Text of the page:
|Born||12 April 1942|
|Genres||Rock, Electronic music|
|Associated acts||Red Noise|
Patrick Vian (born 12 April 1942, in Angoulême) is a French musician. He played progressive rock music in the late 1960s with the band Red Noise, which recorded one album. In the 1970s, he composed music for a film and released one solo album, Bruits et Temps Analogues, in 1976.
Vian is the son of French jazz trumpeter and poet Boris Vian. His father, who died when he was 17, nicknamed him "Bisonnot", "little bison". He was born during World War II and had a turbulent childhood in various places after his parents divorced, spending a long period of time in England and going to boarding school in Switzerland.
He first gained notability as a guitar player with the progressive rock band Red Noise (which was associated with Ame Son); the band formed at the Sorbonne in 1968, and played its first show during the occupation of the university. According to Vian, these were exciting times: he later commented that in Red Noise's early days, "their concerts wouldn't end until the cops came." The band released one album, Sarcelles - Lochères, in 1970. The group broke up after they got arrested for possession of hash in the Netherlands. Given the revolutionary times, the band split rather appropriately into a socialist and a Trotskyist section, the latter of which continued under the name Komintern. Sarcelles - Lochères was released on LP in 1970, and re-released on CD by Futura Records in 1996.
In 1975, he composed some of the music for the film Hu-Man (starring Jeanne Moreau and Terence Stamp) by Jérôme Laperrousaz. In 1976, he recorded a solo album, Bruits et Temps Analogues, on the Egg label, which was owned by Barclay Records and designed to present young and innovative musicians (it had Vangelis and Tim Blake under contract). He is included (like Ame Son, Komintern and Red Noise) on the Nurse with Wound list.
Since 1976, little has been heard of Vian, though he gave an interview to L'Express in 2011, in which he talked at length about his father and his childhood. He lives in Apt, Vaucluse. In 2013, he again appeared in public for the opening of L'Écume des jours, the 2013 movie based on his father's novel of the same name.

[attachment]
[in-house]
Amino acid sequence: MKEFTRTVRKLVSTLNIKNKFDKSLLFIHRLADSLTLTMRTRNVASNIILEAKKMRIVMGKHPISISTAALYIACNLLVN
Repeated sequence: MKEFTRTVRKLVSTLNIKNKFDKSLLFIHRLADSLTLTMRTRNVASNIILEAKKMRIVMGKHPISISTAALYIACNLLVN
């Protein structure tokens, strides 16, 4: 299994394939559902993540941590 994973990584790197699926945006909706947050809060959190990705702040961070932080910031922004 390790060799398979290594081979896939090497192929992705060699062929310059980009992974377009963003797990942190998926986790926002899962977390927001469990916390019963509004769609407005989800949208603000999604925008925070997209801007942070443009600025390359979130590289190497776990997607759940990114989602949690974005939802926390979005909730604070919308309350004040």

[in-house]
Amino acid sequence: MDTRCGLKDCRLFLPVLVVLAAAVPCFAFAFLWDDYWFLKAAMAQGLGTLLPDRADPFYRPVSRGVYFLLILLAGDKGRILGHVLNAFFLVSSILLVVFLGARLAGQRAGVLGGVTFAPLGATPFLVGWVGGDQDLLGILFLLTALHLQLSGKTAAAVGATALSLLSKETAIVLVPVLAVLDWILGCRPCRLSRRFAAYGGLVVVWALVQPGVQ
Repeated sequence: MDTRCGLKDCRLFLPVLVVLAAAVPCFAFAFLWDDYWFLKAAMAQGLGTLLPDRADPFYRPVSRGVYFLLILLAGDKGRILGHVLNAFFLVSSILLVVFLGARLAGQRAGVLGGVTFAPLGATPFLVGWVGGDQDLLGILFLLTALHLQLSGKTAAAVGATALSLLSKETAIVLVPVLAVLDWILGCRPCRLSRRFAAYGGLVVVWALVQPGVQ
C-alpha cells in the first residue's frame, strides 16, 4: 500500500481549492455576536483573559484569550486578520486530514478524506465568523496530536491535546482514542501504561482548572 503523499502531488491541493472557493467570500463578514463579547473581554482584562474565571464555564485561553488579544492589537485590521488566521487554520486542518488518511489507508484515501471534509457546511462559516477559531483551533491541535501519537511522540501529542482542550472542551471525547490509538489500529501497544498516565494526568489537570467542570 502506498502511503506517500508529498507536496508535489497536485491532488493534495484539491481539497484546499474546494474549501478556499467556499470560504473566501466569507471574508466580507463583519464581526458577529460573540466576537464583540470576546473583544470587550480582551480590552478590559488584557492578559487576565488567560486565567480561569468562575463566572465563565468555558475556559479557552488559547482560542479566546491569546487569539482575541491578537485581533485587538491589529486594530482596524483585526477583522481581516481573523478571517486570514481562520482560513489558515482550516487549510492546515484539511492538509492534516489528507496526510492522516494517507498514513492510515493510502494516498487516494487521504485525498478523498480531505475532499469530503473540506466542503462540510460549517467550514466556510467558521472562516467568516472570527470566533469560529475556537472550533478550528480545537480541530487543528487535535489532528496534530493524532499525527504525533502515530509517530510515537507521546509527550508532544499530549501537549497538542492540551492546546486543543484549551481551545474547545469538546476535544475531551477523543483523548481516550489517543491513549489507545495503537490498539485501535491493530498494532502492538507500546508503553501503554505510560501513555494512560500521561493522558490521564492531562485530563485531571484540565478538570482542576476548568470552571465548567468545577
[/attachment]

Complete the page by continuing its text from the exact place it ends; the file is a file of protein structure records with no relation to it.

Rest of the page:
- Scott, J.K.L. (1998). From Dreams to Despair: An Integrated Reading of the Novels of Boris Vian. Amsterdam: Rodopi. p. 56. ISBN 978-90-420-0310-1.
- Lapprand, Marc (2006). V comme Vian. Presses Université Laval. p. 244. ISBN 978-2-7637-8403-8.
- Savin, Tristan (5 October 2011). "Patrick Vian: 'Je n'ai jamais dit papa'". L'Express (in French). Retrieved 13 May 2013.
- Drott, Eric (2011). Music and the Elusive Revolution: Cultural Politics and Political Culture in France, 1968–1981. U of California P. p. 165. ISBN 9780520950085.
- Doggett, Peter (2008). There's a Riot Going On: Revolutionaries, Rock Stars, and the Rise and Fall of the '60s. pp. 532–33. ISBN 978-1-84767-180-6.
- Deshayes, Éric; Dominique Grimaud (2008). L'Underground musical en France. Le mot et le reste. p. 109. ISBN 978-2-915378-74-0.
Au départ un concert de Red Noise ne se terminait que par l’intervention des flics.
- Freerix, Michael (7 May 2013). "Komischer Jazzrock". Junge Welt. Retrieved 13 May 2013.
- "Red Noise - Sarcelles - Lochères". Discogs.com. Retrieved 2009-08-28.
- "Hu-man (1974) Jérôme Laperrousaz". Retrieved 2009-08-28.
- "International". Billboard. 1978-01-21. p. 122. Retrieved 2009-08-28.
- "NWW List". Discogs.com. Retrieved 2009-08-28.
- "Les Vian savourent l'écume des jours en Vaucluse" (in French). Laprovence.com. 24 April 2013. Retrieved 13 May 2013.